Trick or treat: Boo, what, when and why?
Trick-or-treaters will take to the streets in the capital city like everywhere else in the U.S. – on Halloween.
For the last decade, Halloween has been celebrated on the traditional Oct. 31.
Before 2000, the Nevada Day Parade was always on Oct. 31 – the anniversary of the state’s admission to the union, and, coincidentally, Halloween. In order to keep the children out of the way of revelers drunk with state pride, and maybe Jagermeister, trick-or-treating was moved to Oct. 30.
When the 2000 Legislature decided to observe Nevada Day on the last Friday in October, and the Nevada Day Parade on the last Saturday of the month, Halloween returned to being celebrated on Oct. 31.
And that’s how it will always be. Sort of.
When Halloween and the parade both fall on Saturday, Oct. 31, as they did in 2008, trick-or-treating moves to Oct. 30.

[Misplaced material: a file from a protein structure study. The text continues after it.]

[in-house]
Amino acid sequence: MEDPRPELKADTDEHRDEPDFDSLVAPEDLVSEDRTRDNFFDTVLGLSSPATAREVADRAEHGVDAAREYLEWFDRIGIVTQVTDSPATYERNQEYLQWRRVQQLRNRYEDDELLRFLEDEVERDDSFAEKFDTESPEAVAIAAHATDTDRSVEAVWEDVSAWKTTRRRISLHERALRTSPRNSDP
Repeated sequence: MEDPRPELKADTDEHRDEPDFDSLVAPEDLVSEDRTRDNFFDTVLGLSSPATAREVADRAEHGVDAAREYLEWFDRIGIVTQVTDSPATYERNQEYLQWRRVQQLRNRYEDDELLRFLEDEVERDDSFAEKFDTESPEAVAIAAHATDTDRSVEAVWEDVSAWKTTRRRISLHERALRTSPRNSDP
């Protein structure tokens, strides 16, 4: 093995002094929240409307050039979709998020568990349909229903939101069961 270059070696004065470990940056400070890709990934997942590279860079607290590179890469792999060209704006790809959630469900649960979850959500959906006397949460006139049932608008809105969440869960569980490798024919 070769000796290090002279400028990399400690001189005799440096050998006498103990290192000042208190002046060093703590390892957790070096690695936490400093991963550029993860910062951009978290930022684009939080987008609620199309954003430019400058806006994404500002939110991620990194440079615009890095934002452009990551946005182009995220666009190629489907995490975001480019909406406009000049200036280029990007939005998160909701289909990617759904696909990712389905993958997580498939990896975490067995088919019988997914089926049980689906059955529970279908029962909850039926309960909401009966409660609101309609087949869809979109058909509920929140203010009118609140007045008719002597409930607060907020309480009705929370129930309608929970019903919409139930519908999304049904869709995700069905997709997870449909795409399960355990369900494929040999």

This year, as in most years to come, Halloween will be celebrated on Oct. 31. It will move to Oct. 30 in 2015, 2020, 2026, 2037.
The Nevada Day holiday will be observed on Oct. 28, and the Nevada Day parade Oct. 29.
Gov. Brian Sandoval knows who his constituency is on Halloween.
“The Mansion is all dressed up in its spookiest, scariest best,” he said in a news release. “We’ve stocked up on Halloween candy, and Kathleen and I invite all Nevadans to come by … on Monday the 31st to trick-or-treat.”
From 5-8 p.m. Oct. 31, the Governor’s Mansion will host trick-or-treating.
The Sandovals, in their first Halloween as Nevada’s first family, will distribute candy and be available for photos.
“We’re looking forward to seeing everyone for our first Nevada Day in the Governor’s Mansion,” he said.